$4 million earmarked by state to help the unemployed find work

More than 1,300 long-term unemployed workers in Washington will be placed in jobs over the next year through grants awarded by Gov. Jay Inslee and the Employment Security Department.

Washington was the first state to request and be authorized to redirect $4 million in federal mass-layoff funds to efforts to reduce long-term unemployment. All 12 workforce development councils in Washington competed for the grants and each will receive a portion of the money.

The South-Central Washington Workforce Development Council, which serves residents in Yakima, Kittitas, Klickitat and Skamania counties, was awarded $228,000 to assist the unemployed in its region.

“Thousands of workers with good work histories have been left behind in our economic recovery,” Inslee said. “It’s exciting to advance our partnership with our local workforce development councils to start turning that around.”

The workforce development councils will deliver services to the long-term unemployed through local WorkSource facilities.

Examples of services offered by WorkSource include intensive job-readiness workshops and counseling, job clubs for peer-to-peer networking, business internships and on-the-job training opportunities. Local businesses will be recruited to provide practice interviews, résumé advice and business-to-business outreach to change perceptions about the skills of the long-term unemployed and help them secure jobs.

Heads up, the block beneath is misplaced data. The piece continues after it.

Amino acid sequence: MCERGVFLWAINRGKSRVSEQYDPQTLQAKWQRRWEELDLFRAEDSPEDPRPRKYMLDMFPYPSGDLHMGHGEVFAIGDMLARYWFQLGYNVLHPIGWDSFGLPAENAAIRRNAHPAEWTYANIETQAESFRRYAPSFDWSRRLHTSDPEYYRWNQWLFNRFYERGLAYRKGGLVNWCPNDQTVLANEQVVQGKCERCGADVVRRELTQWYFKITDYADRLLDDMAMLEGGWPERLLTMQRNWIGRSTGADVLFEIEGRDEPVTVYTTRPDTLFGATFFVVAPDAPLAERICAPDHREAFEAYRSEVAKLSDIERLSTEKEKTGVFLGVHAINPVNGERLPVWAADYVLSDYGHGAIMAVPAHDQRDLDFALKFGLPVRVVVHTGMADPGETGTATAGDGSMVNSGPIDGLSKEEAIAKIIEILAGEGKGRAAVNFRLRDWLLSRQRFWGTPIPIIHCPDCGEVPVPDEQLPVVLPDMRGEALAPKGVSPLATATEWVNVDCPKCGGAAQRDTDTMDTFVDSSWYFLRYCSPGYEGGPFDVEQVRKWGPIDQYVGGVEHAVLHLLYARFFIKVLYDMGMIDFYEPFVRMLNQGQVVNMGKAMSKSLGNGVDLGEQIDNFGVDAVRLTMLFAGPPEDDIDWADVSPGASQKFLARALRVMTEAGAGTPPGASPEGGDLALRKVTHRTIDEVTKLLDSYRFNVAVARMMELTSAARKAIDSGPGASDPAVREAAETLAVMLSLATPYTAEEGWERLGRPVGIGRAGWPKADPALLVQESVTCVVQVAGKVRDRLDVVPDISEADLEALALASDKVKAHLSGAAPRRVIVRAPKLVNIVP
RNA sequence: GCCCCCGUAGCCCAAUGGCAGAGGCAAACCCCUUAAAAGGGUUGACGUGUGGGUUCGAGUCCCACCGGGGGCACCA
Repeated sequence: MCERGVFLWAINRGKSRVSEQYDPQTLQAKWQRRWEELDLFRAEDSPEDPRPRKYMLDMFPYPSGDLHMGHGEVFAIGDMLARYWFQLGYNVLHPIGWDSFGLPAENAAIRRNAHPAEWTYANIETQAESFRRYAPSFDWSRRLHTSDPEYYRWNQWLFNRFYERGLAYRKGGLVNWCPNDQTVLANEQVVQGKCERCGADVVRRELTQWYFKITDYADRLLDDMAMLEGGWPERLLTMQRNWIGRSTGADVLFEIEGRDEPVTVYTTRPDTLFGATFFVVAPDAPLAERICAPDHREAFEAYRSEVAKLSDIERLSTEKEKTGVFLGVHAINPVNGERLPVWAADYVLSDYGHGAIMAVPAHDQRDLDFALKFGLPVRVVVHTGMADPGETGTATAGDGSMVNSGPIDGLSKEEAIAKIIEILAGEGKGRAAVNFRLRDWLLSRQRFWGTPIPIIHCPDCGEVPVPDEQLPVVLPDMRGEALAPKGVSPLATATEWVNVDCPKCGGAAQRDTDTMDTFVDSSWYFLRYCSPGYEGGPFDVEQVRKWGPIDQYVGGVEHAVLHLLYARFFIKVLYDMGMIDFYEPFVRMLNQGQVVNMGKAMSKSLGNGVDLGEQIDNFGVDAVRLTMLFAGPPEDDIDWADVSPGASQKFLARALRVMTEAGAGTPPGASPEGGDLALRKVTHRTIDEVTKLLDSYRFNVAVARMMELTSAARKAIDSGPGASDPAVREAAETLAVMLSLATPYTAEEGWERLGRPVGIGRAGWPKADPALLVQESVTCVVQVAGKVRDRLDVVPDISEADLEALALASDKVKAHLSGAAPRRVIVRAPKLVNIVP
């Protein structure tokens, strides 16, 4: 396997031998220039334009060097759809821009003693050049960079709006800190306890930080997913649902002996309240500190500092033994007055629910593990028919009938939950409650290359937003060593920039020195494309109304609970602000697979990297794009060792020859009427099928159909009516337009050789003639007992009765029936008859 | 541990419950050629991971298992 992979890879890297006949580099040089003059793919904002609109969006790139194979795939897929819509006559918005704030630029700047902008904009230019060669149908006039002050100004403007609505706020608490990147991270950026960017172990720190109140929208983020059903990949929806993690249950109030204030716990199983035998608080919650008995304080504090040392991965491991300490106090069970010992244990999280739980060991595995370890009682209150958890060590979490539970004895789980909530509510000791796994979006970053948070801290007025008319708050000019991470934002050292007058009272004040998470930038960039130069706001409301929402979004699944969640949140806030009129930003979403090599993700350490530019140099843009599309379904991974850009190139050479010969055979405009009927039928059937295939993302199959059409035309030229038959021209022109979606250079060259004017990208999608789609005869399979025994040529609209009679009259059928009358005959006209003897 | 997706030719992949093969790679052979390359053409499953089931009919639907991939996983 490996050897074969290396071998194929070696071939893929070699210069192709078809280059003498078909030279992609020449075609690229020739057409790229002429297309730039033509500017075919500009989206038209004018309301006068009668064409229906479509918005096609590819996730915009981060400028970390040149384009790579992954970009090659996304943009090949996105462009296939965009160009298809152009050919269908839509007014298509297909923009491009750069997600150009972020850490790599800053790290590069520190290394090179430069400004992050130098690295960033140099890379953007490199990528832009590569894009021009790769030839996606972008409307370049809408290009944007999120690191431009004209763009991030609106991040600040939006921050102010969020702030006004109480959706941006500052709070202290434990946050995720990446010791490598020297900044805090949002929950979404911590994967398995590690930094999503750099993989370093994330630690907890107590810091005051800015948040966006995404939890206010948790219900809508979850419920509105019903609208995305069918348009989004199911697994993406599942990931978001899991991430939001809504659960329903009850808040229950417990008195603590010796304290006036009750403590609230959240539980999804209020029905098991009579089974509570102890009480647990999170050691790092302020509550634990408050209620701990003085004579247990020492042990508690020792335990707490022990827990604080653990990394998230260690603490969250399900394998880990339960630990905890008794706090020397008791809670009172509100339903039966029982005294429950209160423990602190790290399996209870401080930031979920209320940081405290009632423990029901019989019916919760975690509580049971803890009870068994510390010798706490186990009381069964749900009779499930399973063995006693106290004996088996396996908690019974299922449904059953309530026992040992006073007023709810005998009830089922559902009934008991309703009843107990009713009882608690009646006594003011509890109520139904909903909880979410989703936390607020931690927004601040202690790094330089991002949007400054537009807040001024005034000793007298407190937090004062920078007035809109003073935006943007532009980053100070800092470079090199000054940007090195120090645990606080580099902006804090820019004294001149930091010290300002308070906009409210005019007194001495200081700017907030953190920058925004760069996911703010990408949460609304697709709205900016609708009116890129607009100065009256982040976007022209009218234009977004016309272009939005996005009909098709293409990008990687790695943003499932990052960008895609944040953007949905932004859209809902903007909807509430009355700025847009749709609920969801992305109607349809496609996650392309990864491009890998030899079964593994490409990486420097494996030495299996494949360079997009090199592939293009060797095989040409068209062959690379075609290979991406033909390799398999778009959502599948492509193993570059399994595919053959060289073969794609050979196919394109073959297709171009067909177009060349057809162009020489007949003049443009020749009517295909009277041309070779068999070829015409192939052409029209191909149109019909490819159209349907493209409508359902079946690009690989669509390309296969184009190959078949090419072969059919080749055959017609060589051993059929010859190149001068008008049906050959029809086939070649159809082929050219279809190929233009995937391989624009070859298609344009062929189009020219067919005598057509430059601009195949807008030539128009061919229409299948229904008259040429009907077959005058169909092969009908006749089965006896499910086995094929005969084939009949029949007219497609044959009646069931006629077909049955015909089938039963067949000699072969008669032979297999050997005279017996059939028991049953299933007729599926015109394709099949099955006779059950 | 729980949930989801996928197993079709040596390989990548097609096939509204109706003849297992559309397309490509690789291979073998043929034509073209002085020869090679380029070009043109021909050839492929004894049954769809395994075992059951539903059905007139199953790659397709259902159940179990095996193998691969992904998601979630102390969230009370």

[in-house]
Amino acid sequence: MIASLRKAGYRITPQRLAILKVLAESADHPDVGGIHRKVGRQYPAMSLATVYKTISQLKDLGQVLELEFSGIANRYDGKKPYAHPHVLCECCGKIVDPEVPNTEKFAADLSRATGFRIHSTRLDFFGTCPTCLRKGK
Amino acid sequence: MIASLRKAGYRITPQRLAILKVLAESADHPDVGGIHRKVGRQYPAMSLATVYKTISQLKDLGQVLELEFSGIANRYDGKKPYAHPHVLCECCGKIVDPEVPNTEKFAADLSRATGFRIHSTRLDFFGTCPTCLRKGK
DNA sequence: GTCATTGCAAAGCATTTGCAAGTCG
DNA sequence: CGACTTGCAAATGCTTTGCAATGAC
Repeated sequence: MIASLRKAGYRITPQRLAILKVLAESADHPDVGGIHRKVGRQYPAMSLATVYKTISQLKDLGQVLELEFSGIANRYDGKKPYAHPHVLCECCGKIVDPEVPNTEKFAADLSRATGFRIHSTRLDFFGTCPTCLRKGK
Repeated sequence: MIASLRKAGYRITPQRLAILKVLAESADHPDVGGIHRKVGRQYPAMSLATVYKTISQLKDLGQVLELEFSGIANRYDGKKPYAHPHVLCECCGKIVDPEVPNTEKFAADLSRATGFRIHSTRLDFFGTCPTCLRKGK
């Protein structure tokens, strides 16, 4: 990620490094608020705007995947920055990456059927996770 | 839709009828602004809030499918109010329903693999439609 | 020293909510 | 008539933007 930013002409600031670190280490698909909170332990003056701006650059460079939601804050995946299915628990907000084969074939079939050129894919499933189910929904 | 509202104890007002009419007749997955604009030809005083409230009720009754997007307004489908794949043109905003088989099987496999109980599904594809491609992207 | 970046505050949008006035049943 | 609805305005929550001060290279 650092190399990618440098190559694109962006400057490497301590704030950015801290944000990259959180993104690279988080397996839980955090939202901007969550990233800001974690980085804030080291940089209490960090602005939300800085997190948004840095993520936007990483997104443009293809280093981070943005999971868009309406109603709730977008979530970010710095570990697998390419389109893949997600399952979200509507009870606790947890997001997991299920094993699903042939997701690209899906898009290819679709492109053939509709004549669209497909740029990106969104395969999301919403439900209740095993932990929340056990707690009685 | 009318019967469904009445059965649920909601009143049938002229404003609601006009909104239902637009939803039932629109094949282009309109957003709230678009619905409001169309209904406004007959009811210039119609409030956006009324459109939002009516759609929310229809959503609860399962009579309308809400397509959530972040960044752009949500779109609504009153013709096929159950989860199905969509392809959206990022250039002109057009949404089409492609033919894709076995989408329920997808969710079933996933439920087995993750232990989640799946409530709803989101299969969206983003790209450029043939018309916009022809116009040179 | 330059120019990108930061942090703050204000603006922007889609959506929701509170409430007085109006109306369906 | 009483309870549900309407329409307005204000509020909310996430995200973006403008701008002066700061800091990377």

According to Employment Security records, most of the current long-term unemployed in Washington held jobs for a year or more immediately before the recession. About one-third have college degrees, and another 16 percent have at least some college-level education. Many were laid off from highly skilled jobs, including those in finance, management, health care and the sciences.

“Employers need to get past the idea that these are tainted workers,” said Employment Security Commissioner Dale Peinecke. “We’re talking about thousands of qualified people with stable work histories and high-level skills. Employers may miss out if they automatically screen out anyone who was laid off during the recession.”

Last year, the WorkSource system delivered employment and training assistance to more than 240,000 job seekers and served nearly 5,600 Washington employers. Each year, about 140,000 WorkSource customers find jobs.

Studies have shown that people who use WorkSource job-search services tend to find work faster and earn more money than those who don’t. WorkSource locations can be found on go2worksource.com.


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